A funny thing happened to Lynn Ridgely several years ago when she decided to make a few changes to her two-bedroom condominium in a Towson high-rise.

It began with a mattress and snowballed from there.


"I bought a new mattress and decided to change the second bedroom into an actual guest room instead of a den," she said. "In moving the TV from that room to the living room, it fell and cracked the frame, necessitating the purchase of a new television."

This time, she chose a much larger, flat-screen TV — a 45-inch Samsung — but found she now needed to buy a new entertainment center to place it on.

"Once I had the new entertainment center, the existing furniture did not work, so I ended up with all-new furniture in the living room," said Ridgely, a 66-year-old retired application analyst at MedStar.

It was time for making some changes in the $125,900 condo she moved into in 2001, she felt. While picking new furnishings from Nouveau Contemporary Goods in Baltimore, she discovered some art there as well as a few exotic pieces, such as a 300-year-old Chinese-influenced cabinet she recently acquired for her dining room.

Today, Ridgely loves everything about her 1,450-square foot unit — the natural light, the size of the rooms, the covered parking and the convenience of being able to walk everywhere in downtown Towson. It has been perfect for her, especially after her kitchen, hall and bathroom were remodeled by ADR Builders of Timonium.

Urban contemporary best describes Ridgely's decorating style amid the open layout defined by sharp color contrasts. In the living and dining areas, walls are painted light gray with an accent wall of deep paprika. The color was suggested to Ridgely by one of the workers who renovated the kitchen, and he painted the walls there in the same shade. The kitchen's slate flooring, laid at a diagonal, offers dramatic contrast to her white appliances. The cabinets are painted a matte gray, giving the appearance of metal, and her countertops are granite flecked with gray, brown and black. Track lighting forms a rectangle on the ceiling.

"I am as happy today with the kitchen as the day" it was renovated, Ridgely said.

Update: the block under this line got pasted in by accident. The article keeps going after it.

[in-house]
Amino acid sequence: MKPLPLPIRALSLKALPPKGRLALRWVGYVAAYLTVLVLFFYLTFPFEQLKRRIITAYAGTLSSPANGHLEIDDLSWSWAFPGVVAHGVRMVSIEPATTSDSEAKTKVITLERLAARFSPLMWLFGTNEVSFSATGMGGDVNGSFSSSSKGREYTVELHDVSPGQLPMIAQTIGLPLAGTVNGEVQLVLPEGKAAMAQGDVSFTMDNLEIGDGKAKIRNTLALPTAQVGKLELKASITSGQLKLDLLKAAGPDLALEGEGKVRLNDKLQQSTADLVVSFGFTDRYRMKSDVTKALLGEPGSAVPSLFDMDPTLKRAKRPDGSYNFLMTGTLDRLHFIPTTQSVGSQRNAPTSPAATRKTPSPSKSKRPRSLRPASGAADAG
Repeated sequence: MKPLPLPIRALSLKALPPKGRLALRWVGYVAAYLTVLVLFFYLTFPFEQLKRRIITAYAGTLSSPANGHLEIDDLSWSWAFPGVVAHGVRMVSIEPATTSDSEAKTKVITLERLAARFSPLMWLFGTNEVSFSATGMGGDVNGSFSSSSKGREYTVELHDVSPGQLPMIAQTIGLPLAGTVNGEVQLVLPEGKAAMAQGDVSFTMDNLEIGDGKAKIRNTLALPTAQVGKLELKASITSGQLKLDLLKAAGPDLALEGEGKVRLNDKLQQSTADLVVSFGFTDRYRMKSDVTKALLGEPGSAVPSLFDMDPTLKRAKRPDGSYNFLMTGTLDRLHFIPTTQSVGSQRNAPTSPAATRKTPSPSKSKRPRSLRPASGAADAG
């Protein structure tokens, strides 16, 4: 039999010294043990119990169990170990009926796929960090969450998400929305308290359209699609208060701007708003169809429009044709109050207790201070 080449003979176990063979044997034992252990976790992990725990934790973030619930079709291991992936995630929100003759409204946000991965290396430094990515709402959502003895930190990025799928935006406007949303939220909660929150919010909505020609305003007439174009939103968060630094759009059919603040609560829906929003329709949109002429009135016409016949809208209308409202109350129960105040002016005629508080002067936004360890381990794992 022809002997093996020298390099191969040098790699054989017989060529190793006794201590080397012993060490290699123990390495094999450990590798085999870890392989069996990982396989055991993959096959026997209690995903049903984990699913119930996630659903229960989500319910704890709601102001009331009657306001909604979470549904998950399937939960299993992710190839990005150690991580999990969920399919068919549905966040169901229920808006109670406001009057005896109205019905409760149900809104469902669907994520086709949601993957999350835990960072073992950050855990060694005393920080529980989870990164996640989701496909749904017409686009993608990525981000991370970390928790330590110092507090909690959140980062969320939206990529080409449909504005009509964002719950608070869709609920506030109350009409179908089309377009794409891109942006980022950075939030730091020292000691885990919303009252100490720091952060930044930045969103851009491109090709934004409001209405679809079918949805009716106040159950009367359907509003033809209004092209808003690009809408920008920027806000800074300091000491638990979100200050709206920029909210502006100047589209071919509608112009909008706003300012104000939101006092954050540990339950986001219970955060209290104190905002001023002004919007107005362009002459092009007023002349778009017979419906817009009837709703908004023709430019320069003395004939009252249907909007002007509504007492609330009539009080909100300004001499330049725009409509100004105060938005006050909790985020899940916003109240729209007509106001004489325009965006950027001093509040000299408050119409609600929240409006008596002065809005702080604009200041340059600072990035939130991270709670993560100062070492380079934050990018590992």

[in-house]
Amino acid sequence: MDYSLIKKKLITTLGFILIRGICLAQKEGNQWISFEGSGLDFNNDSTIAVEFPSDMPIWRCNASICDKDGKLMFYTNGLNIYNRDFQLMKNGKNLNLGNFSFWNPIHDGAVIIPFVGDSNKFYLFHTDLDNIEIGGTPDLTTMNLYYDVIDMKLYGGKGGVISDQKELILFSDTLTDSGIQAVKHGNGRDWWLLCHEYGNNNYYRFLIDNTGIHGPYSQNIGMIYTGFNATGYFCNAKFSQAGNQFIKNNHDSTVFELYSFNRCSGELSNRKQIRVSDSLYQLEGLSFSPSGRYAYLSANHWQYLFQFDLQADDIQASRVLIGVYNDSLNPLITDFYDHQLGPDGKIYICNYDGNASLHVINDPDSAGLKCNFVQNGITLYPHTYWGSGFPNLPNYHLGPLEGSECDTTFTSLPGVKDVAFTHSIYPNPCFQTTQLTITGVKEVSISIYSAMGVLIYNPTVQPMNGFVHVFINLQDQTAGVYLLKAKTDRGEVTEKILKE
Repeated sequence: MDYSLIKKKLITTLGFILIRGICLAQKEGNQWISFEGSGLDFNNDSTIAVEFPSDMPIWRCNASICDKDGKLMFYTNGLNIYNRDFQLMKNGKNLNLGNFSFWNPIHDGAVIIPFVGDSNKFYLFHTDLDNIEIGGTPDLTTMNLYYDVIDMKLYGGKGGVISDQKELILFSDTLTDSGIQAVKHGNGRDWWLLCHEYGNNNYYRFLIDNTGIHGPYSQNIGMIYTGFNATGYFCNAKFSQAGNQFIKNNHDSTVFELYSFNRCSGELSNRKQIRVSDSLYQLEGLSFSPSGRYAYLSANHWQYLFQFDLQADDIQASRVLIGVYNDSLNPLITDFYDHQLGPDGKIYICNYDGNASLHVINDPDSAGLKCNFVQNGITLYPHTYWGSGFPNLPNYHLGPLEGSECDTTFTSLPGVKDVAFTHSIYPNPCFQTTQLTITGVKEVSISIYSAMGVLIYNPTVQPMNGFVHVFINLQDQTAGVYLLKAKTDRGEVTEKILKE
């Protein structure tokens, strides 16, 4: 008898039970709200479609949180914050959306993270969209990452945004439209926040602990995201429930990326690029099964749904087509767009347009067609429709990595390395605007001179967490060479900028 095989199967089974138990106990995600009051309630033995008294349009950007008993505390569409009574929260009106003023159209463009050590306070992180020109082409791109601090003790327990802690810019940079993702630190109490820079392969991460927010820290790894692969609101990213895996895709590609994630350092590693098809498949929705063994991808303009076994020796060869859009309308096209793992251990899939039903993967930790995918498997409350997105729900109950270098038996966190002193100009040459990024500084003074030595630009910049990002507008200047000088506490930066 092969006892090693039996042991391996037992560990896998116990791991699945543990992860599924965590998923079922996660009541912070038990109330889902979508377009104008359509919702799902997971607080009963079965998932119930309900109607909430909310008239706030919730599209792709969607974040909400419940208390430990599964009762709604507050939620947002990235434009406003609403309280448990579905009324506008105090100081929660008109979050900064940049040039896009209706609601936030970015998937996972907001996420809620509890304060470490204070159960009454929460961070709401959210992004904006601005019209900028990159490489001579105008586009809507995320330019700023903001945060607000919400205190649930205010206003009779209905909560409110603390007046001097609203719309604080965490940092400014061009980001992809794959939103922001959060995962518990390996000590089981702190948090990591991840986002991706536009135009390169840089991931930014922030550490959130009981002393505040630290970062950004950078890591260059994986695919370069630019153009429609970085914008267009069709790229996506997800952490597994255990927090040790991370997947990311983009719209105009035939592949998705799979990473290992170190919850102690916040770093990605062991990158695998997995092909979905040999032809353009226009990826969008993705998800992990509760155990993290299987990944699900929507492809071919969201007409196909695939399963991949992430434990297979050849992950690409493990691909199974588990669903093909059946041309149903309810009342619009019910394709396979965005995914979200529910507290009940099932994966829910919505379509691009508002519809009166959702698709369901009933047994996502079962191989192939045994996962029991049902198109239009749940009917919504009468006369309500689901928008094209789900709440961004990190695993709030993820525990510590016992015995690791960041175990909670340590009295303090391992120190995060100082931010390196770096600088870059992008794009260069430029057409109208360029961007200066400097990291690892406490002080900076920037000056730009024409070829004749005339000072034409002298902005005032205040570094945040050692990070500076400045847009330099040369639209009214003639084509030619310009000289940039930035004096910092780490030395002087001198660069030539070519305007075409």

A clever use of carpeting visually separates living room and dining room. A black-stained trestle table and dark wood-framed chairs provide a formal look against bright red carpeting that stops at the living room. A corner cabinet of glass and mirrors displays beautiful crystalware, their reflections lighting up the entire area.

A tall, dark mahogany-stained TV stand with shelves sets the tone for the living room, where sophistication is the operative word. A beige microfiber sectional sofa is strategically placed so the back forms a divider between the hall and open area. A few pieces of Ridgely's wall art are reflected in the glass-topped metal coffee table, including three brushed metal panels that form a triptych-inspired piece in shades of yellow, orange and red concentric circles.

"The movement in this work matches the movement of two girls, who are the [subject of the] painting hanging beside them," Ridgely said.

Placed throughout the living room are family heirlooms that include a Queen Anne chest and ruby-colored glass lamps.

Heading in the direction of the bedrooms, a carved, three-shelf wall-hanging displays crystal decanters, silver goblets and bisque figurines.

Ridgely displays her style in the master bedroom, where she has chosen lilac walls to accompany a Shaker-style bedroom suite. The room also includes a mahogany secretary and cane rocking chair. The guest room features pastel watercolors, with a block flower quilt, done by Ridgely's sister, over a bed with a brass headboard. A watercolor print of wildflowers hangs over the bed. Light floods through the window, presenting a country-like feel even though the view beyond is distinctly urban, and on a clear day offers views for 10 miles or more.

Ridgely's use of color throughout the condo has been carefully selected to maximize the effect of eclectic furniture, accessories and artwork.


"[My home] has some beautifu, old classic pieces and some modern and contemporary [furnishings], and it all works well together," she said. "My home is not to everyone's taste, but it fits me perfectly."

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